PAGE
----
New International Version
The fields of Heshbon wither, the vines of Sibmah also. The rulers of the nations have trampled down the choicest vines, which once reached Jazer and spread toward the desert. Their shoots spread out and went as far as the sea.
King James Bible
For the fields of Heshbon languish, and the vine of Sibmah: the lords of the heathen have broken down the principal plants thereof, they are come even unto Jazer, they wandered through the wilderness: her branches are stretched out, they are gone over the sea.
Darby Bible Translation
For the fields of Heshbon languish, the vine of Sibmah; the lords of the nations have broken down its choice plants: they reached unto Jaazer, they wandered [through] the wilderness; its shoots stretched out, they went beyond the sea.
World English Bible
For the fields of Heshbon languish with the vine of Sibmah. The lords of the nations have broken down its choice branches, which reached even to Jazer, which wandered into the wilderness. Its shoots were spread abroad. They passed over the sea.
Young's Literal Translation
Because fields of Heshbon languish, The vine of Sibmah, Lords of nations did beat her choice vines, Unto Jazer they have come, They have wandered in a wilderness, Her plants have spread themselves, They have passed over a sea.
Isaiah 16:8 Parallel
CommentaryClarke's Commentary on the Bible
Languish "Are put to shame" - Here the text of Jeremiah leaves us much at a loss, in a place that seems to be greatly corrupted. The Septuagint join the two last words of this verse with the beginning of the following. Their rendering is: και ουκ εντραπησῃ, τα πεδια Εσεβων. For אך ach they must have read אל al; otherwise, how came they by the negative, which seems not to belong to this place? Neither is it easy to make sense of the rest without a small alteration, by reading, instead of εντραπησῃ τα, εντραπησεται. In a word, the Arabic version taken from the Septuagint, plainly authorizes this reading of the Septuagint, and without the negative; and it is fully confirmed by MSS. Pachom. and 1. D. II., which have both of them εντραπησεται πεδια Εσεβων, without the negative; which makes an excellent sense, and, I think, gives us the true reading of the Hebrew text; אך נכלמו שדמות חשבון ak nichlemu shadmoth cheshbon. They frequently render the verb נכלם nichlam by εντρεπομαι. And נכלמו nichlemu answers perfectly well to אמלל umlal, the parallel word in the next line. The MSS. vary in expressing the word נכאים nechaim, which gives no tolerable sense in this place; one reads נוכאים nochaim; two others בכאים bechaim; in another the כ caph is upon a rasure of two letters; and the Vulgate instead of it reads מכותם mecotham, plagas suas. - L.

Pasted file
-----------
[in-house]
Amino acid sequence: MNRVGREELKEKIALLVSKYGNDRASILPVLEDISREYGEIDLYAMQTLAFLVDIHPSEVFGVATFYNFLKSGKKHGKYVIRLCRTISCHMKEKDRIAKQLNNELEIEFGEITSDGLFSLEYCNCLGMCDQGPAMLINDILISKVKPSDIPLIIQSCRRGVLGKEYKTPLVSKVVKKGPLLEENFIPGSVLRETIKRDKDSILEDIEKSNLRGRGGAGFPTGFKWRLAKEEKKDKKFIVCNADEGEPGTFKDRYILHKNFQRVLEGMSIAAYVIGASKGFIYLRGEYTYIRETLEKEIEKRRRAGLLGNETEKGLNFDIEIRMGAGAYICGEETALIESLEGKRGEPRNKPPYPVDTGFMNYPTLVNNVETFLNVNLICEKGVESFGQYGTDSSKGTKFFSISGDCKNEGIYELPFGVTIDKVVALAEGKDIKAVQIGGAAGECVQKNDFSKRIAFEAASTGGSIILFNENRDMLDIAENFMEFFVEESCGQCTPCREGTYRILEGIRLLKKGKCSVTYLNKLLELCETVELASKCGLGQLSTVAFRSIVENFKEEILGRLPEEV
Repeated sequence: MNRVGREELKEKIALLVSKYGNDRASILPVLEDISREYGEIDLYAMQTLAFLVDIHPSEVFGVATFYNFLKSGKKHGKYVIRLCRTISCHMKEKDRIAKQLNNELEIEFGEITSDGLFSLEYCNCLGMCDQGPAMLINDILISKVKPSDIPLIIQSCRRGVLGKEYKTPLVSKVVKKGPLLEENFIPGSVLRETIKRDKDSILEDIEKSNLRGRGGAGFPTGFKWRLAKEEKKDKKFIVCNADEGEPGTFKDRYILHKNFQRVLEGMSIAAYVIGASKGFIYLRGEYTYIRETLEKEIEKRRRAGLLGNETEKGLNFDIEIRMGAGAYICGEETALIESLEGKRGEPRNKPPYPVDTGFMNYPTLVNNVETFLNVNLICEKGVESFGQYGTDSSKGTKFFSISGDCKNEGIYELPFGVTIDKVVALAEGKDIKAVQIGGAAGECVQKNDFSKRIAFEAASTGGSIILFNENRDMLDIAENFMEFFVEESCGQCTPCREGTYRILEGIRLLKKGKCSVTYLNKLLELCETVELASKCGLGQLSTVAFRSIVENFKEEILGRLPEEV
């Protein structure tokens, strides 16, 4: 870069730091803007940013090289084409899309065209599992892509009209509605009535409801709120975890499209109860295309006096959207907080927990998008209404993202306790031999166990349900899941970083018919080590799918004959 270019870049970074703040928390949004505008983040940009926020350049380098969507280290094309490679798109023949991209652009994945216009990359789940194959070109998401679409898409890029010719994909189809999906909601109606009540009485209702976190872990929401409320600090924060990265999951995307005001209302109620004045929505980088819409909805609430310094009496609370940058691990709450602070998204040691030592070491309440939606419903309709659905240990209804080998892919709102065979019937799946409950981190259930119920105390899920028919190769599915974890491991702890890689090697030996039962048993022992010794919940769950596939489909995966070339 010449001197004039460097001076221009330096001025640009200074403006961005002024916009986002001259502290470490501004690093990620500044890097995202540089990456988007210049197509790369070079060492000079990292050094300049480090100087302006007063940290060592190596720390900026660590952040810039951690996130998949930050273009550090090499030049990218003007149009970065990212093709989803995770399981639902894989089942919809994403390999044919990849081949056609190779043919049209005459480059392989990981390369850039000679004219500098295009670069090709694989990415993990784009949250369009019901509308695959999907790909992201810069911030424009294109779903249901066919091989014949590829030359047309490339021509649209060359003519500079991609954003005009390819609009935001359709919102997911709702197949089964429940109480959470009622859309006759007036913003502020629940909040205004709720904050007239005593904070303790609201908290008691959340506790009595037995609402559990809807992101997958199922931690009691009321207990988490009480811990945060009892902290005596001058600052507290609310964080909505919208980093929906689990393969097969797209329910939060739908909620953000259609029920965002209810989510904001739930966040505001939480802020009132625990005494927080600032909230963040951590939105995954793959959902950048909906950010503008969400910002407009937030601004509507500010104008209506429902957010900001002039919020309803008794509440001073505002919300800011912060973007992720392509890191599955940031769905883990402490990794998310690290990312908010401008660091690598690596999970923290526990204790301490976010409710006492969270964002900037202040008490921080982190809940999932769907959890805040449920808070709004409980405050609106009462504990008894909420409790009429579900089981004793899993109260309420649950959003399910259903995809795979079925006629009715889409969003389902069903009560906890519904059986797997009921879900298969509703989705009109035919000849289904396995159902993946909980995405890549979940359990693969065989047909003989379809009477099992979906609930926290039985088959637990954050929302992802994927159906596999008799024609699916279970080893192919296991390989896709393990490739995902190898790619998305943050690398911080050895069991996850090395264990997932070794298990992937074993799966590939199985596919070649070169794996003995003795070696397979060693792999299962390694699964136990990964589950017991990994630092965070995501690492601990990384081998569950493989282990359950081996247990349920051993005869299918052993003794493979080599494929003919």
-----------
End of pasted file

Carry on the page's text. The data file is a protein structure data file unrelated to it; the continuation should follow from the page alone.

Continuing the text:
For the men of Kirhares ye shall make a moan. For the fields of Heshbon are put to shame. This is Bp. Lowth's sense of the passage.
Her branches are stretched out "Her branches extended themselves" - For נטשו nitteshu, a MS. has נגשו niggeshu; which may perhaps be right. Compare Jeremiah 48:32, which has in this part of the sentence the synonymous word נגעו nagau.
The meaning of this verse is, that the wines of Sibmah and Heshbon were greatly celebrated, and in high repute with all the great men and princes of that and the neighboring countries; who indulged themselves even to intemperance in the use of them. So that their vines were so much in request as not only to be propagated all over the country of Moab to the sea of Sodom, but to have scions of them sent even beyond the sea into foreign countries.
הלמו halemu, knocked down, demolished; that is overpowered, intoxicated. The drunkards of Ephraim are called by the prophet, Isaiah 28:1, הלומי יין halumey yayin, drinkers of wine. See Schultens on Proverbs 23:25. Gratius, speaking of the Mareotic wine, says of it,
Pharios quae fregit noxia reges. Cyneg. 312.
Treasury of Scripture Knowledge
stretched out. or, plucked up
CHAPTERS I-XXXIX Isaiah is the most regal of the prophets. His words and thoughts are those of a man whose eyes had seen the King, vi. 5. The times in which he lived were big with political problems, which he met as a statesman who saw the large meaning of events, and as a prophet who read a divine purpose in history. Unlike his younger contemporary Micah, he was, in all probability, an aristocrat; and during his long ministry (740-701 B.C., possibly, but not probably later) he bore testimony, as …
John Edgar McFadyen—Introduction to the Old Testament
as well as Nebo and Baal Meon (these names were changed) and Sibmah. They gave names to the cities they rebuilt.
The territory of Jazer, all the towns of Gilead and half the Ammonite country as far as Aroer, near Rabbah;
Heshbon and Elealeh cry out, their voices are heard all the way to Jahaz. Therefore the armed men of Moab cry out, and their hearts are faint.
I weep for you, as Jazer weeps, you vines of Sibmah. Your branches spread as far as the sea; they reached as far as Jazer. The destroyer has fallen on your ripened fruit and grapes.
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